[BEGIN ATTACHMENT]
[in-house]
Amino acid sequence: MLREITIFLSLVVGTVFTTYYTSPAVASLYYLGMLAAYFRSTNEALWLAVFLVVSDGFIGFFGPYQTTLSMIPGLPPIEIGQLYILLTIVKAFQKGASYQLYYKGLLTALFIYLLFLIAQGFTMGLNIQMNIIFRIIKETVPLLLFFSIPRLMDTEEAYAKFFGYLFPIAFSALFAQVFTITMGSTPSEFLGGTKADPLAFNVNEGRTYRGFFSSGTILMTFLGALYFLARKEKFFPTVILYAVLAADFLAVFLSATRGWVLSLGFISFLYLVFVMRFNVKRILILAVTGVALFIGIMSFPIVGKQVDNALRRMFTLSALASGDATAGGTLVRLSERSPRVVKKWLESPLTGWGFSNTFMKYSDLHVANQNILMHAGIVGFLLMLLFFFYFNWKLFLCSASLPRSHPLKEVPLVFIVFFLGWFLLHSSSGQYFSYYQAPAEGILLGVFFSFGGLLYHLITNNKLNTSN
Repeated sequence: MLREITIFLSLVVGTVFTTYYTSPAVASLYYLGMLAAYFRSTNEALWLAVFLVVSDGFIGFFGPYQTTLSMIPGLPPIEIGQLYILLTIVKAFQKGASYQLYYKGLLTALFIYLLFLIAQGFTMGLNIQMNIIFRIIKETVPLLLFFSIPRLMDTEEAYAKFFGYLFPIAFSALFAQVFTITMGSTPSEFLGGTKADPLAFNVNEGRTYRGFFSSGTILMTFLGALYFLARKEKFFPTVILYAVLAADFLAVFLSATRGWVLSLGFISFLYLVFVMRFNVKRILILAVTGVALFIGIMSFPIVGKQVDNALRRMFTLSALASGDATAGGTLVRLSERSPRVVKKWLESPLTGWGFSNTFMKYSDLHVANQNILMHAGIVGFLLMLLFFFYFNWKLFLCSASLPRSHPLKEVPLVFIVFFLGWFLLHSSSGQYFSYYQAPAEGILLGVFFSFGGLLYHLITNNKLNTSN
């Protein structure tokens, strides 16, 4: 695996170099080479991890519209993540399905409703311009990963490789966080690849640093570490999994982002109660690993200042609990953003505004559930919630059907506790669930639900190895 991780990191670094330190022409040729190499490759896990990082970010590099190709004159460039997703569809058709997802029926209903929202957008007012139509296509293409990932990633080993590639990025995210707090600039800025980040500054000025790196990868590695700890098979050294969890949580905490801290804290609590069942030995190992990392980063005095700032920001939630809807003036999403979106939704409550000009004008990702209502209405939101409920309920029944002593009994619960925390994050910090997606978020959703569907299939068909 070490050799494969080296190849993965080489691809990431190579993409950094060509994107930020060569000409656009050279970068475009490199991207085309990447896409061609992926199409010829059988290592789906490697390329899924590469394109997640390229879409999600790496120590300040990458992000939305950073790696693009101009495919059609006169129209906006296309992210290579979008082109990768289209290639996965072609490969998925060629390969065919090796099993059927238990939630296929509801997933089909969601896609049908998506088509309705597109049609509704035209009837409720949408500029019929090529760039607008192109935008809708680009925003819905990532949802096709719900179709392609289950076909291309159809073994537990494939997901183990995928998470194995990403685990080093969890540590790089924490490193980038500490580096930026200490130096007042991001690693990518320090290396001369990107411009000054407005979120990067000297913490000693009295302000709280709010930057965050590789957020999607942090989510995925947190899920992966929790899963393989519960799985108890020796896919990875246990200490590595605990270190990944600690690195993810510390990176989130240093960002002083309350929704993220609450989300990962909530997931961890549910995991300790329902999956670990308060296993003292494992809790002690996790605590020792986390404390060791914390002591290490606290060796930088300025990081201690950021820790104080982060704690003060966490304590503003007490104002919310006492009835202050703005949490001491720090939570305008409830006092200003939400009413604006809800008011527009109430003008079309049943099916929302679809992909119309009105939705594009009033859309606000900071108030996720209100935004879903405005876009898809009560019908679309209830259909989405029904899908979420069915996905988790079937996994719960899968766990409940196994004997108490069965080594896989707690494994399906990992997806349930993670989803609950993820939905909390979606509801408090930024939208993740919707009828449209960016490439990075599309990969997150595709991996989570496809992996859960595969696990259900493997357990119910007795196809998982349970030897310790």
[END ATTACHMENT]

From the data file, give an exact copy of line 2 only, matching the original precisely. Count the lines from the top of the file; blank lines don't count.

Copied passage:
Amino acid sequence: MLREITIFLSLVVGTVFTTYYTSPAVASLYYLGMLAAYFRSTNEALWLAVFLVVSDGFIGFFGPYQTTLSMIPGLPPIEIGQLYILLTIVKAFQKGASYQLYYKGLLTALFIYLLFLIAQGFTMGLNIQMNIIFRIIKETVPLLLFFSIPRLMDTEEAYAKFFGYLFPIAFSALFAQVFTITMGSTPSEFLGGTKADPLAFNVNEGRTYRGFFSSGTILMTFLGALYFLARKEKFFPTVILYAVLAADFLAVFLSATRGWVLSLGFISFLYLVFVMRFNVKRILILAVTGVALFIGIMSFPIVGKQVDNALRRMFTLSALASGDATAGGTLVRLSERSPRVVKKWLESPLTGWGFSNTFMKYSDLHVANQNILMHAGIVGFLLMLLFFFYFNWKLFLCSASLPRSHPLKEVPLVFIVFFLGWFLLHSSSGQYFSYYQAPAEGILLGVFFSFGGLLYHLITNNKLNTSN